Many years ago I attended the Warwick and Leamington Beekeepers Introduction to Beekeeping course. It was a lot of fun and I met some very helpful beekeepers.

But I learnt my beekeeping in their training apiary over the following years; initially as a new beekeeper, and subsequently helping instruct the cohort of trainees attending the course and apiary sessions the following year(s).

Teaching someone else is the best way to learn.

The distinction between the theoretical and practical aspects of the subject are important. You can learn the theory in a classroom, refreshed with tea and digestive biscuits, with the wind howling around outside.

Plain chocolate are preferable

However, it is practical experience that makes you a beekeeper, and you can only acquire these skills by opening hives up – lots of them – and understanding what’s going on.

Some choose never to go this far 1, others try but never achieve it. Only a proportion are successful – this is evident from the large number who take winter courses compared to the relatively modest growth in beekeeper numbers (or association memberships).

Beekeeping is like driving a car. You can learn the theory from a book, but that doesn’t mean you are able to drive. Indeed, the practical skills you lack may mean you are a liability to yourself and others.

Fortunately, the consequences of insufficient experience in beekeeping are trivial in comparison to inexperienced drivers and road safety.

Theoretical beekeeping

What should an ‘introduction to beekeeping’ course contain?

Which bits are necessary? What is superfluous?

Should it attempt to be all encompassing (queen rearing methods, Taranov swarm control, Israeli Acute Paralysis Virus) or pared back to the bare minimum?

Who should deliver it?

I don’t necessarily know, but for a variety of reasons I’ve been giving it some thought(s) … and here they are.

The audience and the intended outcome

You have to assume that those attending the course know little or nothing about bees or beekeeping. If you don’t there’s a good chance some of the audience will be alienated before you start 2.

When I started I had never seen inside a beehive. I don’t think I even knew what a removable frame was. Others on the course had read half a dozen books already. Some had already purchased a hive.

Some even had bees (or ‘hoped they were still alive’ as it was their first winter) 😯

I felt ignorant when others on the course were asking Wouldn’t brood and a half be better? or I’ve read that wire framed queen excluders are preferable.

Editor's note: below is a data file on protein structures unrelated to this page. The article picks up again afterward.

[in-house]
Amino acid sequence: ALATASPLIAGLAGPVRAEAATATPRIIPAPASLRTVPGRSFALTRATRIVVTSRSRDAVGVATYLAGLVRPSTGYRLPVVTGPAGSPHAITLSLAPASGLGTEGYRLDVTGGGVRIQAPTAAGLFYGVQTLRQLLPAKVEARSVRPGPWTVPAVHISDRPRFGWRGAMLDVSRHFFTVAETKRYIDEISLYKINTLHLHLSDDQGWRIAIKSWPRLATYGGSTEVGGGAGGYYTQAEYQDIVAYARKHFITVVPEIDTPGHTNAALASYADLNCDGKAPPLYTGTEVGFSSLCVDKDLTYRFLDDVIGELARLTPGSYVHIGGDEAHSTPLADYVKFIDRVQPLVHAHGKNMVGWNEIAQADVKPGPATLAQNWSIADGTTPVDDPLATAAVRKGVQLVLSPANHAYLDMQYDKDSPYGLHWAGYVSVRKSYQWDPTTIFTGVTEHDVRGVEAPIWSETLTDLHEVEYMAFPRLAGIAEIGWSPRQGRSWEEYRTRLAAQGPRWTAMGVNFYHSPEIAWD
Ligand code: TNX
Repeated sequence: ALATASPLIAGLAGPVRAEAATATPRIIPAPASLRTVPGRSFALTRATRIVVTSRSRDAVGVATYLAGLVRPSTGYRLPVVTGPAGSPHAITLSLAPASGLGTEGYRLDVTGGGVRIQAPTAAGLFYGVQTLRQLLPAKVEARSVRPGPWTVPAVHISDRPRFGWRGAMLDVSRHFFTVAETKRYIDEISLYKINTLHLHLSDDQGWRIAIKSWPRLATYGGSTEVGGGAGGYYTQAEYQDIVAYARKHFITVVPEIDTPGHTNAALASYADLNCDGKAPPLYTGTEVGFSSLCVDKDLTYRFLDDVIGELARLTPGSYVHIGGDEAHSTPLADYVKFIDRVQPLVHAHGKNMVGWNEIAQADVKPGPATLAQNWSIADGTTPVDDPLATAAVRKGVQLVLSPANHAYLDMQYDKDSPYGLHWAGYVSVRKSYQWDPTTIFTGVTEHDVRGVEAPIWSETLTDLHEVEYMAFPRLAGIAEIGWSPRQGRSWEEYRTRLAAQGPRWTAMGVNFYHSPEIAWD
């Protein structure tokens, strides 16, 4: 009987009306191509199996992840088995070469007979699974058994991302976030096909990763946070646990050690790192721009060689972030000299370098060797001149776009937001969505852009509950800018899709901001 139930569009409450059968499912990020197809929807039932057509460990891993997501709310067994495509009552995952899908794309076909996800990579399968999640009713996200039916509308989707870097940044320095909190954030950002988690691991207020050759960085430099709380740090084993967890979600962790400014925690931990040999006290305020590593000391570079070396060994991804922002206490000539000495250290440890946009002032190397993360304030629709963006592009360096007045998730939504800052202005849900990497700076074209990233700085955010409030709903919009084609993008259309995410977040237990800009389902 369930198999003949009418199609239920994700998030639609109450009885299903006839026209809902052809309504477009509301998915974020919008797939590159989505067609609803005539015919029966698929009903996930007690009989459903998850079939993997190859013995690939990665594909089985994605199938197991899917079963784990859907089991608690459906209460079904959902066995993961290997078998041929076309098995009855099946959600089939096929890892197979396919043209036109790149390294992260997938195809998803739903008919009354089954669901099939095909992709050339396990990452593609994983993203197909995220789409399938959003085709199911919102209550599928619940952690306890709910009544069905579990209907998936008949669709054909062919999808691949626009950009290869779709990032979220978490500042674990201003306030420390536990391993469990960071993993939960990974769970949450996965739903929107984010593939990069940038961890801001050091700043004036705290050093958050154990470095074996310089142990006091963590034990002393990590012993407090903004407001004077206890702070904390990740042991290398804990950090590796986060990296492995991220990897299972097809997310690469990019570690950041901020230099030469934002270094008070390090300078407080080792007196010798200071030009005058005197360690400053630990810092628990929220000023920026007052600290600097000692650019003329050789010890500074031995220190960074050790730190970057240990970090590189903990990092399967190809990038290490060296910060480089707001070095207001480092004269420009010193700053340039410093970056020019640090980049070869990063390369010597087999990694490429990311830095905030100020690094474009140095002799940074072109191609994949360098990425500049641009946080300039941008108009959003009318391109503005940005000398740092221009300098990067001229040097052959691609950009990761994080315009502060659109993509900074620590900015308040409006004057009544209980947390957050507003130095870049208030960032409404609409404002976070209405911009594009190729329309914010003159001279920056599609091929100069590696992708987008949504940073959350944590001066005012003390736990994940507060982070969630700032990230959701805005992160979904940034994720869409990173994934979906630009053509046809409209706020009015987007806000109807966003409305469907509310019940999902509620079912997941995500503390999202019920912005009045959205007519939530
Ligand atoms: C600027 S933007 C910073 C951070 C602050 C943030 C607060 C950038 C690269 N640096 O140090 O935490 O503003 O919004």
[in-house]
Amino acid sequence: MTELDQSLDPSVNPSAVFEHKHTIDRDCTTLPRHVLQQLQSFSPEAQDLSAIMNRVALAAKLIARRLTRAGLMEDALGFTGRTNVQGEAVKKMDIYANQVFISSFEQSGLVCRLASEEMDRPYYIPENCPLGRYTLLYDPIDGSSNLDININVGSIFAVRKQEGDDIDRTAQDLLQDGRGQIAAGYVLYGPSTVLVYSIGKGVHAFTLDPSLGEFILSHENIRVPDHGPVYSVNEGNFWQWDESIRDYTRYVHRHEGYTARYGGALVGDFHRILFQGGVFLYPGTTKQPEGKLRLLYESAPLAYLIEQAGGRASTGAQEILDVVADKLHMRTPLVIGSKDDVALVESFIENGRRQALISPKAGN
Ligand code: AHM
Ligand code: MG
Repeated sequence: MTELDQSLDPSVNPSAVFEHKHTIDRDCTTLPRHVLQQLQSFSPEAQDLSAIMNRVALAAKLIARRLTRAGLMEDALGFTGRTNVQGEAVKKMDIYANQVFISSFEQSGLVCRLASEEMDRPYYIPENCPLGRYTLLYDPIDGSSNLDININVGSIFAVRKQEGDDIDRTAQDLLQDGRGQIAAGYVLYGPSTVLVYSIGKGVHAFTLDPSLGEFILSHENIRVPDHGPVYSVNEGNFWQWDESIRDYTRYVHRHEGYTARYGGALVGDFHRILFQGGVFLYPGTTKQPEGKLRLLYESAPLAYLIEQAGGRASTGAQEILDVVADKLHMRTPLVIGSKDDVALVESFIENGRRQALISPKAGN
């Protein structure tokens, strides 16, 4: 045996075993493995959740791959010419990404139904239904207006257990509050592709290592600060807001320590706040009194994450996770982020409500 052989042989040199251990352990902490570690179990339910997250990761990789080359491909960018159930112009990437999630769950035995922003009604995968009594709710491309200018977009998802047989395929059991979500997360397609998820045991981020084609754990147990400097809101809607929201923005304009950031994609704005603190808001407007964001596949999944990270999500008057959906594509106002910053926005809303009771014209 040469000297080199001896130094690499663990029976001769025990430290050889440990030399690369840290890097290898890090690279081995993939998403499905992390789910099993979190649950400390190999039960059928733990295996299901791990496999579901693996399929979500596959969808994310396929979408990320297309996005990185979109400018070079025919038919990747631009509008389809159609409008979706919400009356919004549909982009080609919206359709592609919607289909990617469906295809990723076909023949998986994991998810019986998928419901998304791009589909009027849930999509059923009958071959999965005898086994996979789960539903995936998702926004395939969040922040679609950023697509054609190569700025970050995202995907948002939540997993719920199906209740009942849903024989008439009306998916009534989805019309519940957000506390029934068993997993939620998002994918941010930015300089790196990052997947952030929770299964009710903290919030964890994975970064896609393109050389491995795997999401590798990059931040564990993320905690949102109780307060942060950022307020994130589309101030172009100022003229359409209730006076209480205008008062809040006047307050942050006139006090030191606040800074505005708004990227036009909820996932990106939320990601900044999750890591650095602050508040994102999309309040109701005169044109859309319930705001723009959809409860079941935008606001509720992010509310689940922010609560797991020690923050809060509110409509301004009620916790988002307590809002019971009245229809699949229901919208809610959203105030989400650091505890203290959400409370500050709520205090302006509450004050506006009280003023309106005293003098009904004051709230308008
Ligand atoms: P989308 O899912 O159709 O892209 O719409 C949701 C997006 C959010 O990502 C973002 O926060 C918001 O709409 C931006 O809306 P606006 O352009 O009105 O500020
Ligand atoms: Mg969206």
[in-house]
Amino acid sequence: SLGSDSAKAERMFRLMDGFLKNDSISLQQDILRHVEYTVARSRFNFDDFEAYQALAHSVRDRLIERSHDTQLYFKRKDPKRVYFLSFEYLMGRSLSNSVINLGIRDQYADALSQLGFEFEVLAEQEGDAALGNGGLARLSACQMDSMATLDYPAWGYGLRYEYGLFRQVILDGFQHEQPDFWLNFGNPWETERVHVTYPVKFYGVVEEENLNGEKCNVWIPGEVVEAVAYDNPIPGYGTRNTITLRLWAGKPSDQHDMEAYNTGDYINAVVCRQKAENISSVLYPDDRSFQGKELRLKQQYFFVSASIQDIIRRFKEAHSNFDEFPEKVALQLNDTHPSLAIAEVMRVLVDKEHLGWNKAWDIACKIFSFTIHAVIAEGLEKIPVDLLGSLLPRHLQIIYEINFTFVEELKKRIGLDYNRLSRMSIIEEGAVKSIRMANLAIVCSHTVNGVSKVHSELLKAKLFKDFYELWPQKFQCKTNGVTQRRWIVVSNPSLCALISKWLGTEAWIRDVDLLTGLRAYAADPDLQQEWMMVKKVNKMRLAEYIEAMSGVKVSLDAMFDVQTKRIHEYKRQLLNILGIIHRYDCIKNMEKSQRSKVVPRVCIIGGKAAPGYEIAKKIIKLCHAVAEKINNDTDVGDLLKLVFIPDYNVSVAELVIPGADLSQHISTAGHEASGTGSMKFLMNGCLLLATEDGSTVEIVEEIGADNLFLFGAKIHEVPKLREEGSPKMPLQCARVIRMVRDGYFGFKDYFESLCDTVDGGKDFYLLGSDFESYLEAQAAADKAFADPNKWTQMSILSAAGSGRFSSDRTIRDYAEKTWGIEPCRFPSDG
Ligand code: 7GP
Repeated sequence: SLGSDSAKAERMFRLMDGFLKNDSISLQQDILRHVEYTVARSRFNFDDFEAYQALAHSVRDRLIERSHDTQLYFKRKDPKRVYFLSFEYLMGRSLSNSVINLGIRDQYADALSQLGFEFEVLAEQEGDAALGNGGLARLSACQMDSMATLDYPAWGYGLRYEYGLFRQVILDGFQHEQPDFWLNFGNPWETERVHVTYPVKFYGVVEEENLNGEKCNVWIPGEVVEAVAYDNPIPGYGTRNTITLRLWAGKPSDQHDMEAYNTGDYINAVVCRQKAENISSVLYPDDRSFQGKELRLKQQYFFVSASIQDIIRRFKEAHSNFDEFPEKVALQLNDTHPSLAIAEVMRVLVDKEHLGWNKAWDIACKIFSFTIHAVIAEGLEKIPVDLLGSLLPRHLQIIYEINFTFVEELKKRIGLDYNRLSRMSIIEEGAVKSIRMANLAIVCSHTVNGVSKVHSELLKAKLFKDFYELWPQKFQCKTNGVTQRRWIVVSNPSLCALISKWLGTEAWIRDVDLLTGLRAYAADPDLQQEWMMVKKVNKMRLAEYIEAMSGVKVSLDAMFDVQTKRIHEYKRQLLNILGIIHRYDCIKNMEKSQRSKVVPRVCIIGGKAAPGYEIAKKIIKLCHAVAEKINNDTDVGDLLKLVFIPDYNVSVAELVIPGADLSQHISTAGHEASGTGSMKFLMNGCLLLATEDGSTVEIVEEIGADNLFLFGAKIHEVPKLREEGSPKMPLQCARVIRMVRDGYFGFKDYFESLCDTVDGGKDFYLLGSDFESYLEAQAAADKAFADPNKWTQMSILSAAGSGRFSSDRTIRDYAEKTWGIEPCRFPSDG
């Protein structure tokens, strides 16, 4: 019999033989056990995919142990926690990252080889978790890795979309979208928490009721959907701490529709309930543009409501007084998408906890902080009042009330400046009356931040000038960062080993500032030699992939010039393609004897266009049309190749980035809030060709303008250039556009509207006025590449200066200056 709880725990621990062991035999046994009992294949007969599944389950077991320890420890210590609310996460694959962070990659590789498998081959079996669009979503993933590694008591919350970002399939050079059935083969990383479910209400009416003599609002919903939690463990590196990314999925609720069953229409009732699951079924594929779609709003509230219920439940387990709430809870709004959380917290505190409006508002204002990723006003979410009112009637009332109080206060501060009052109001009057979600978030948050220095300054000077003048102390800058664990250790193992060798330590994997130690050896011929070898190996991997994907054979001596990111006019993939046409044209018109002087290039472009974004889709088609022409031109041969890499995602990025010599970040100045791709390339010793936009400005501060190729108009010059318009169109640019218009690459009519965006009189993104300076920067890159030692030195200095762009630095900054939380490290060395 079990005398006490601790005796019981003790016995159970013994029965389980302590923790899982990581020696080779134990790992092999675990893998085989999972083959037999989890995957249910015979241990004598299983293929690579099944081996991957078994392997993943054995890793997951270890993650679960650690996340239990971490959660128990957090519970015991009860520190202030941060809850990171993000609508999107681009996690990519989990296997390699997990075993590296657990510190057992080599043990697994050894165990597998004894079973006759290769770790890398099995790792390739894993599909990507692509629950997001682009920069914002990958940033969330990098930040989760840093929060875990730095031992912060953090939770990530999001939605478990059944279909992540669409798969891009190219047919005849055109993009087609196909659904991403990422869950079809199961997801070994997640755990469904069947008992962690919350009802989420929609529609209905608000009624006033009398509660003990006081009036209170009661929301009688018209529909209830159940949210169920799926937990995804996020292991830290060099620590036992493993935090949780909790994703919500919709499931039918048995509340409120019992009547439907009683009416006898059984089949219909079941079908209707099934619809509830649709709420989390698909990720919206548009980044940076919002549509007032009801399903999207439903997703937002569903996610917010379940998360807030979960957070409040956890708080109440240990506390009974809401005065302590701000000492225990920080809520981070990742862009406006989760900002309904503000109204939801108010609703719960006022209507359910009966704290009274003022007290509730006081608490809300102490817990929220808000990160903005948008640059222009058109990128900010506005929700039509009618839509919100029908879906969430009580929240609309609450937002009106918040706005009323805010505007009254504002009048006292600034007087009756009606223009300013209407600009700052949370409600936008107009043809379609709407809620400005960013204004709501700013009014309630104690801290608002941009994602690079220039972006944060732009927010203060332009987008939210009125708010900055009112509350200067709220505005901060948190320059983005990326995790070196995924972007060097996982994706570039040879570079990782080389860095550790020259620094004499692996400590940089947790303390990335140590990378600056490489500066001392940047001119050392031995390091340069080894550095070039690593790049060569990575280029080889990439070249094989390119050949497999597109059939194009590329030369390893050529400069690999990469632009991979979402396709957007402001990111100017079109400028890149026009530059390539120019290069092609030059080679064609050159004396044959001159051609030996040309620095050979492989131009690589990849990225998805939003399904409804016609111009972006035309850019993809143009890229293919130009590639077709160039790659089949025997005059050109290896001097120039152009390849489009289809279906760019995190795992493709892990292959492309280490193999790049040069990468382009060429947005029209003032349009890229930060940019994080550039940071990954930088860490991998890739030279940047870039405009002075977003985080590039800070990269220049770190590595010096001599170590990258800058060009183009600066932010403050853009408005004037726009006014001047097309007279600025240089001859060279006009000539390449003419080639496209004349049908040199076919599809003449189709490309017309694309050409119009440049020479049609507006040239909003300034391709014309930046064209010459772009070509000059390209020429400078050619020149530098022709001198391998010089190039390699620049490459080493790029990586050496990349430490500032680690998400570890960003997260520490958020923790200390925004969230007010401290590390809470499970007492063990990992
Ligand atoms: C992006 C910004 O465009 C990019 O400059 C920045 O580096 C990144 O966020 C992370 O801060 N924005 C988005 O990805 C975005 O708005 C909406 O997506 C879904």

Framed wire QE ...

Preferable to what?

What’s a queen excluder?

By working from first principles you know what has been covered, you ensure what is covered is important and you keep everyone together.

Some on the course like the idea of keeping bees, but will soon get put off by the practicalities of the discipline. That doesn’t mean they can’t still be catered for on the course. It can still be interesting without being exclusive 3.

But, of course, the primary audience are the people who want to learn how to keep bees successfully.

For that reason I think the intended outcome is to teach sufficient theory so that a new beekeeper, with suitable mentoring, can:

  • acquire and house a colony
  • inspect it properly
  • prevent it swarming, or know what to do if it does
  • manage disease in the colony
  • prepare the colony for winter and overwinter it successfully

The only thing I’d add to that list is an indication of how to collect honey … but don’t get their hopes up by discussing which 18 frame extractor to purchase or how to use the Apimelter 😉

Course contents

I’m not going to give an in-depth breakdown of my views of what an introduction to beekeeping course should contain, but I will expand on a few areas that I think are important.

The beekeeping year and the principles of beekeeping

I’d start with an overview of a typical beekeeping year. This shouldn’t be hugely detailed, it simply sets out what happens and when.

It provides the temporal context to which the rest of the course can refer. It emphasises the seasonality of beekeeping. The long periods of inactivity and the manic days in May and early June. It can be quite ‘light touch’ and might even end with a honey tasting session.

Or mead … 😉

‘Typical’ means you don’t need to qualify everything – if the spring is particularly warm or unless there’s no oil seed rape near you – just focus on an idealised year with normal weather, the expected forage and the usual beekeeping challenges.

The normal beekeeping challenges

But this part of the course should also aim to clearly emphasise the principles and practice of beekeeping.

Success, whether measured by jars of honey or overwintered colonies, requires effort. It doesn’t just happen.

Hive inspections are not optional. They cannot be postponed because of family holidays 4, weekend breaks in Bruges, or going to the beach because the weather is great.

Great weather … good for swarming and swimming

Quite the opposite. From late April until sometime in July you have to inspect colonies at weekly intervals.

Whatever the weather (within reason).

Not every 9-12 days.

Not just before and when you return from a fortnight in Madeira 🙁

Andalucian apiary

While you’re looking at these Andalusian hives your colony might be swarming.